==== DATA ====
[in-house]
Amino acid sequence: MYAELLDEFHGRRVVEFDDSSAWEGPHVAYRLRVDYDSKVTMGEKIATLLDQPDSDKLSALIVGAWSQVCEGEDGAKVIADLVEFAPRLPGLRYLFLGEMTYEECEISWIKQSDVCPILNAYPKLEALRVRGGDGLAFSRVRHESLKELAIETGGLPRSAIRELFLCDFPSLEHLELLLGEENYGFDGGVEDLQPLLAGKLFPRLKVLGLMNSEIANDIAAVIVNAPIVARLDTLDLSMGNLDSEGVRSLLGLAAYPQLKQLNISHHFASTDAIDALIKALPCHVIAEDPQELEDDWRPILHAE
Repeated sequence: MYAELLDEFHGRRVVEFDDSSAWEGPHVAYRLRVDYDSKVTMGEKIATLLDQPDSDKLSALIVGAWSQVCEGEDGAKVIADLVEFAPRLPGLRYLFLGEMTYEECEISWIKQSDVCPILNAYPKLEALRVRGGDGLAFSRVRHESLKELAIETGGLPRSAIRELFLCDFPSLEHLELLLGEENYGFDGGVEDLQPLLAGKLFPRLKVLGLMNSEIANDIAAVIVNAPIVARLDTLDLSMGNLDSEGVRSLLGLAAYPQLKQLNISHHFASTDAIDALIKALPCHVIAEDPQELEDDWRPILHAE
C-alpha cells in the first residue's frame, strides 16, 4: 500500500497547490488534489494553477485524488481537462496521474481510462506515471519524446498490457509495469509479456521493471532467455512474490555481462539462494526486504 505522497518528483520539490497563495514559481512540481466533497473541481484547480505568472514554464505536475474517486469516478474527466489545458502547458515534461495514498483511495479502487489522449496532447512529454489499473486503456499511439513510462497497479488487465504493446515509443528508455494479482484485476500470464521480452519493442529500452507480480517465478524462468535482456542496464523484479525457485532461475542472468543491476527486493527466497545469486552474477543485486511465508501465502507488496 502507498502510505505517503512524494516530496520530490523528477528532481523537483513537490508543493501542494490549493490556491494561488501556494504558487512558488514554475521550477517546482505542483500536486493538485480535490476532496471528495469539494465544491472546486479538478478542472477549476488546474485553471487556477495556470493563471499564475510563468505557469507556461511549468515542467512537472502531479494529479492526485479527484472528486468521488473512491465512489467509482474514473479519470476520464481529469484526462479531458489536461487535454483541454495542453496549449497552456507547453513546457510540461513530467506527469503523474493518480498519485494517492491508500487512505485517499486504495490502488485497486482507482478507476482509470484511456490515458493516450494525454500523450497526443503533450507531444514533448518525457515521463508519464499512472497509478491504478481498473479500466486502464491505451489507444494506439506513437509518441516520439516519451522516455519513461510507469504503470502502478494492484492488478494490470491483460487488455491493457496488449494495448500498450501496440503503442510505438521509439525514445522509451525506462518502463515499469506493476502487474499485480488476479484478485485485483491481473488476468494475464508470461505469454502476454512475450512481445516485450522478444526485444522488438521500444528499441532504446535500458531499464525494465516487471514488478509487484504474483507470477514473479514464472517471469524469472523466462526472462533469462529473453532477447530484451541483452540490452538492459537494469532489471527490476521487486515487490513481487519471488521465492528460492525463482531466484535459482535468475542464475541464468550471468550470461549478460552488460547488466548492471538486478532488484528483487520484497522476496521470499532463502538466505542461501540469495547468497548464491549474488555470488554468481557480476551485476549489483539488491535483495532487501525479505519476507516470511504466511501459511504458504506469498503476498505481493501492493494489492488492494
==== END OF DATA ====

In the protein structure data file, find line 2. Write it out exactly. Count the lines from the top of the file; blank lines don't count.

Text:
Amino acid sequence: MYAELLDEFHGRRVVEFDDSSAWEGPHVAYRLRVDYDSKVTMGEKIATLLDQPDSDKLSALIVGAWSQVCEGEDGAKVIADLVEFAPRLPGLRYLFLGEMTYEECEISWIKQSDVCPILNAYPKLEALRVRGGDGLAFSRVRHESLKELAIETGGLPRSAIRELFLCDFPSLEHLELLLGEENYGFDGGVEDLQPLLAGKLFPRLKVLGLMNSEIANDIAAVIVNAPIVARLDTLDLSMGNLDSEGVRSLLGLAAYPQLKQLNISHHFASTDAIDALIKALPCHVIAEDPQELEDDWRPILHAE